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Structural patterns at all scales in a nonmetallic chiral Au133(SR)52 nanoparticle

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Science Advances  20 Mar 2015:
Vol. 1, no. 2, e1500045
DOI: 10.1126/sciadv.1500045
  • Fig. 1 Total structure of chiral Au133(SR)52 nanoparticle characterized by x-ray crystallography.

    (A) An enantiomer of the chiral Au133(SR)52 nanoparticle. Magenta: gold; yellow: sulfur; gray: carbon; white: hydrogen. (B) Ensemble packing of Au133(SR)52 nanoparticles in PEmbedded Image space group. The left- and right-handed enantiomers are indicated in magenta and green.

  • Fig. 2 The four-shell structure of Au133(SR)52.

    (A to D) The first icosahedral shell with 12 Au atoms (pink) (A); second icosahedral shell with 42 Au atoms (gray) (B); third shell with 52 Au atoms (blue and cyan) (C); fourth shell with 26 Au atoms (orange) and 52 sulfur atoms (yellow) (D). (E) Layered a-b-c-b packing of Au atoms in a tetrahedral unit of an icosahedron; total of 16 such units. (F) a-b-c-a packing of atoms; total of four such units. (G) Monomeric –SR–Au–SR– motifs clamping on the third shell gold atoms. Carbon groups are omitted for clarity.

  • Fig. 3 Self-assembled –S–Au–S– helical stripes on the spherical Au107 kernel.

    (A and B) Side views. (C and D) Top views. The two chiral isomers are shown in (D). Each stripe is composed of six monomeric staples stacked into a ladder-like helical structure. Yellow: sulfur; orange/red/blue/green: gold in the helices; purple: gold in the independent monomeric staples.

  • Fig. 4 Chiral self-assembly of the carbon tails of the SPh-p-But ligands.

    (A) The rotative arrangement of phenyl rings results in the formation of fourfold swirls. (B) Carbon-tail swirls on the square unit; top: left-handed isomer; bottom: right-handed isomer. Yellow: sulfur.

  • Fig. 5 Optical properties of Au133(SR)52 nanoparticles.

    (A) The dashed lines represent peak positions extracted from fitting to a series of inhomogeneously broadened transitions and a nonresonant scatter background. (B) Image plot of transient absorption data with optical pumping at 420 nm, along with representative kinetics (absolute value) at wavelengths corresponding to the dashed lines in the image plot (right panel) and transient spectra (bottom panel) at 1 ps. (C and D) Normalized decay kinetics as a function of laser fluence with 500-nm pump pulses (C) and extracted values of the rate constant for the faster decay component of a two-exponential fit showing the fluence independence of the carrier dynamics (D).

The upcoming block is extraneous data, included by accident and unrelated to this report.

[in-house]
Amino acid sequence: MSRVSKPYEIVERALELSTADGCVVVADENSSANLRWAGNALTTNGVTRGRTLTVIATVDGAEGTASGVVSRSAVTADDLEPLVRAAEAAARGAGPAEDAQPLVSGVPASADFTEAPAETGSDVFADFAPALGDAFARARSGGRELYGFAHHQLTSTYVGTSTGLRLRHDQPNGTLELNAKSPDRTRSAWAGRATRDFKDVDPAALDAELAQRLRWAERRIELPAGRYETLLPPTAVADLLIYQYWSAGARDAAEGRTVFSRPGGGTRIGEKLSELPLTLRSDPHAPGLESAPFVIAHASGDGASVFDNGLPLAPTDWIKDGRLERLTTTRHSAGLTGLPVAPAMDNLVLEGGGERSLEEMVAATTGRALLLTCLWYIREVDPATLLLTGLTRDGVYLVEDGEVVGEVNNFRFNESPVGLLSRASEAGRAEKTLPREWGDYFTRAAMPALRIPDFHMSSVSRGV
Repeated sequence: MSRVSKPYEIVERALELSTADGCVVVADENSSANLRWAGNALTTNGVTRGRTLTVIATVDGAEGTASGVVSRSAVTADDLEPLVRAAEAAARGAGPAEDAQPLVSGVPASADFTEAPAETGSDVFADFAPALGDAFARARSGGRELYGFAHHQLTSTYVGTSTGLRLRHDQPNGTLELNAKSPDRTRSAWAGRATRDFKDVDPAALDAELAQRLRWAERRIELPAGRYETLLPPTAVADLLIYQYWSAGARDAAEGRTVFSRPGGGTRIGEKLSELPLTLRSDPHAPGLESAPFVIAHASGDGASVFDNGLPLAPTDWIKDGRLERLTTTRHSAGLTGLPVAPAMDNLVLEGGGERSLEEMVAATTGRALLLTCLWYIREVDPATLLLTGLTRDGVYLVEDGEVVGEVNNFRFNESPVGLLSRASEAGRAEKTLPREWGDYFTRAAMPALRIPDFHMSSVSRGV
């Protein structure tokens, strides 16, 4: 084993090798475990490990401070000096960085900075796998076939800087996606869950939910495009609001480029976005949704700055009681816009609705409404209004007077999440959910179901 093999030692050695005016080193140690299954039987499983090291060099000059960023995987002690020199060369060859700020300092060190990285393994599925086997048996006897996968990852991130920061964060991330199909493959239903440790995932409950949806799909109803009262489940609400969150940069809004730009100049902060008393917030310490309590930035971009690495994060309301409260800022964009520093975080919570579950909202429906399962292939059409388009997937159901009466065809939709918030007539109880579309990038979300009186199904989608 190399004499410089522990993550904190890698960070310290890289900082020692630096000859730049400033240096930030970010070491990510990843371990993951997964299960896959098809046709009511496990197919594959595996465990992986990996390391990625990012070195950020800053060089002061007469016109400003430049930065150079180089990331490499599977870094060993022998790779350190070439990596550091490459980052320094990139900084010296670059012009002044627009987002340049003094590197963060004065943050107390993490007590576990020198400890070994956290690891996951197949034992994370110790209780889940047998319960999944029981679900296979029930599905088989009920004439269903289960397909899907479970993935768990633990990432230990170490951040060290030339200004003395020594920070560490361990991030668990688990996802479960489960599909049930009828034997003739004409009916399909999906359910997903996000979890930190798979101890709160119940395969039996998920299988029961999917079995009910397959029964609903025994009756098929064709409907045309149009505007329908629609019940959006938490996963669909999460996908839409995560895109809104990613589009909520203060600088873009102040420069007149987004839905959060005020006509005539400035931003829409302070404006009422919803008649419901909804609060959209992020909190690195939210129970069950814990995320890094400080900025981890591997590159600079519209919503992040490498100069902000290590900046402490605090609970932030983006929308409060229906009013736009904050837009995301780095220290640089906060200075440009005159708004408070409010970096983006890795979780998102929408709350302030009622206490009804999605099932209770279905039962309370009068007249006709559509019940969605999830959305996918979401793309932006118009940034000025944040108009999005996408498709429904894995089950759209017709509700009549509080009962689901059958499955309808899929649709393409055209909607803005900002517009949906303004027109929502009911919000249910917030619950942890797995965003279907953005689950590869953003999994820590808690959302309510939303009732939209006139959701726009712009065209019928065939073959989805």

Supplementary Materials

  • Supplementary material for this article is available at http://advances.sciencemag.org/cgi/content/full/1/2/e1500045/DC1

    Materials and Methods

    Fig. S1. Electrospray ionization mass spectrum of Au133(SR)52 nanoparticles.

    Table S1. Au-Au bond lengths in the Au107 kernel.

    Table S2. Sample and crystal data for Au133.

    Table S3. Data collection and structure refinement for Au133.

    Table S4. Atomic coordinates and equivalent isotropic atomic displacement parameters (Å2) for Au133.

  • Supplementary Materials

    This PDF file includes:

    • Materials and Methods
    • Fig. S1. Electrospray ionization mass spectrum of Au133(SR)52 nanoparticles.
    • Table S1. Au-Au bond lengths in the Au107 kernel.
    • Table S2. Sample and crystal data for Au133.
    • Table S3. Data collection and structure refinement for Au133.
    • Table S4. Atomic coordinates and equivalent isotropic atomic displacement parameters (Å2) for Au133. U(eq) is defined as one-third of the trace of the orthogonalized Uij tensor.

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